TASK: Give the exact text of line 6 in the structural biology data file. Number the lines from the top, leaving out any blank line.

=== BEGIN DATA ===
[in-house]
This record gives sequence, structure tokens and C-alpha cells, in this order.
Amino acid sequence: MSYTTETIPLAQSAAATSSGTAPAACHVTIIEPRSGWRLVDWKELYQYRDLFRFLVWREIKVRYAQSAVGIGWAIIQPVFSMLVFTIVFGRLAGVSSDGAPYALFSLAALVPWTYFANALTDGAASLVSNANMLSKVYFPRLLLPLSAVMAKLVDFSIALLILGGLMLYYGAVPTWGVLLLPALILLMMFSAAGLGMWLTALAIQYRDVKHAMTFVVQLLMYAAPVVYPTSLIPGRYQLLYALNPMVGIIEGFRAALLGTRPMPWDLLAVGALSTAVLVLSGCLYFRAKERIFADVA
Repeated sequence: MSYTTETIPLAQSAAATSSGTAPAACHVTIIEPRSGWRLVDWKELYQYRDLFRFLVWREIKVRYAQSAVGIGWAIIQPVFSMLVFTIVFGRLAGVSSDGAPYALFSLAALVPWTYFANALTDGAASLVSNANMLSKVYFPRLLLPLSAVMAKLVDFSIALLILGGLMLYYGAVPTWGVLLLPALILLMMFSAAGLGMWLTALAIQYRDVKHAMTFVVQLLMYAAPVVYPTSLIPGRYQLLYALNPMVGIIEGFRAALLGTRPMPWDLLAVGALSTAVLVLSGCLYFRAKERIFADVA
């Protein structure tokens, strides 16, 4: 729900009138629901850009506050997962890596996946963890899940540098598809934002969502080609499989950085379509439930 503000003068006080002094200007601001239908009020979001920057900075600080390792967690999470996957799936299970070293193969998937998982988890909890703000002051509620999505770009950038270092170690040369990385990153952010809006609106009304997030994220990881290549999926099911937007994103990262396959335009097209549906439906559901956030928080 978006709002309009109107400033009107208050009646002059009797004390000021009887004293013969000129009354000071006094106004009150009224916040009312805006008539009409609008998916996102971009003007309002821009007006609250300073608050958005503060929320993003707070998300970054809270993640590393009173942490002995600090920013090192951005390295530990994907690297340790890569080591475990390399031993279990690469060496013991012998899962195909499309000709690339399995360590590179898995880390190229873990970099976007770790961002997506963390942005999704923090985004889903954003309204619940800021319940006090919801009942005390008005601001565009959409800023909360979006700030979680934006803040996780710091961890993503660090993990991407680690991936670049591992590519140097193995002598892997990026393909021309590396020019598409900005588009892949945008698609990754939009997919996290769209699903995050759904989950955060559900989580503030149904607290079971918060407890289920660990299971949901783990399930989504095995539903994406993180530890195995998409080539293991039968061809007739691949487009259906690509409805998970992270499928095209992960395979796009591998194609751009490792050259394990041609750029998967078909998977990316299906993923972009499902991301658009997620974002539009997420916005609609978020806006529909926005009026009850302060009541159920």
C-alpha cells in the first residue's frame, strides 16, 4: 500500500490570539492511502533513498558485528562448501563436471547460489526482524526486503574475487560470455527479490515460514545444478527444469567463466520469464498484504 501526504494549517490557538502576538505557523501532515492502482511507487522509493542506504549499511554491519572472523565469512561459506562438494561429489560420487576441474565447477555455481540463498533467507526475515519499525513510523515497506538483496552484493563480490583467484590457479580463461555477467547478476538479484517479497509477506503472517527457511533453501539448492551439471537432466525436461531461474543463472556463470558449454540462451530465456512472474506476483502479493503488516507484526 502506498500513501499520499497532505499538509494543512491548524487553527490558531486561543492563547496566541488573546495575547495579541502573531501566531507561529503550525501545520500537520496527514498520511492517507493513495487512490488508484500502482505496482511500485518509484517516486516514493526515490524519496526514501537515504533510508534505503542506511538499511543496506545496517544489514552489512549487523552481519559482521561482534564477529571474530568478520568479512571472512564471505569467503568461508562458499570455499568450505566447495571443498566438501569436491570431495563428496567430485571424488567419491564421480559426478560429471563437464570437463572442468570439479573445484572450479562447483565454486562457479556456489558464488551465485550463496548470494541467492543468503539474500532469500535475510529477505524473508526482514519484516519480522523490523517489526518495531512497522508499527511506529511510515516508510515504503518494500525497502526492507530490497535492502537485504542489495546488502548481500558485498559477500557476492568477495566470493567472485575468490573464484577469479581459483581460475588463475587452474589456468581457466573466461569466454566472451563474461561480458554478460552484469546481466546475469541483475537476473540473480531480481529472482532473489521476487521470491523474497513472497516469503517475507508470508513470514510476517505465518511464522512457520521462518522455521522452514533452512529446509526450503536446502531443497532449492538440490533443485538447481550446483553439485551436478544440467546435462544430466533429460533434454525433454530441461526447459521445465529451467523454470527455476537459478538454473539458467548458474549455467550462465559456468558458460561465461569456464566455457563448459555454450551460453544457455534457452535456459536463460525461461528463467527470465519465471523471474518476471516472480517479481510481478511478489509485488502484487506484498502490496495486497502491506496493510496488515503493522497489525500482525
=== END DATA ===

C-alpha cells in the first residue's frame, strides 16, 4: 500500500490570539492511502533513498558485528562448501563436471547460489526482524526486503574475487560470455527479490515460514545444478527444469567463466520469464498484504 501526504494549517490557538502576538505557523501532515492502482511507487522509493542506504549499511554491519572472523565469512561459506562438494561429489560420487576441474565447477555455481540463498533467507526475515519499525513510523515497506538483496552484493563480490583467484590457479580463461555477467547478476538479484517479497509477506503472517527457511533453501539448492551439471537432466525436461531461474543463472556463470558449454540462451530465456512472474506476483502479493503488516507484526 502506498500513501499520499497532505499538509494543512491548524487553527490558531486561543492563547496566541488573546495575547495579541502573531501566531507561529503550525501545520500537520496527514498520511492517507493513495487512490488508484500502482505496482511500485518509484517516486516514493526515490524519496526514501537515504533510508534505503542506511538499511543496506545496517544489514552489512549487523552481519559482521561482534564477529571474530568478520568479512571472512564471505569467503568461508562458499570455499568450505566447495571443498566438501569436491570431495563428496567430485571424488567419491564421480559426478560429471563437464570437463572442468570439479573445484572450479562447483565454486562457479556456489558464488551465485550463496548470494541467492543468503539474500532469500535475510529477505524473508526482514519484516519480522523490523517489526518495531512497522508499527511506529511510515516508510515504503518494500525497502526492507530490497535492502537485504542489495546488502548481500558485498559477500557476492568477495566470493567472485575468490573464484577469479581459483581460475588463475587452474589456468581457466573466461569466454566472451563474461561480458554478460552484469546481466546475469541483475537476473540473480531480481529472482532473489521476487521470491523474497513472497516469503517475507508470508513470514510476517505465518511464522512457520521462518522455521522452514533452512529446509526450503536446502531443497532449492538440490533443485538447481550446483553439485551436478544440467546435462544430466533429460533434454525433454530441461526447459521445465529451467523454470527455476537459478538454473539458467548458474549455467550462465559456468558458460561465461569456464566455457563448459555454450551460453544457455534457452535456459536463460525461461528463467527470465519465471523471474518476471516472480517479481510481478511478489509485488502484487506484498502490496495486497502491506496493510496488515503493522497489525500482525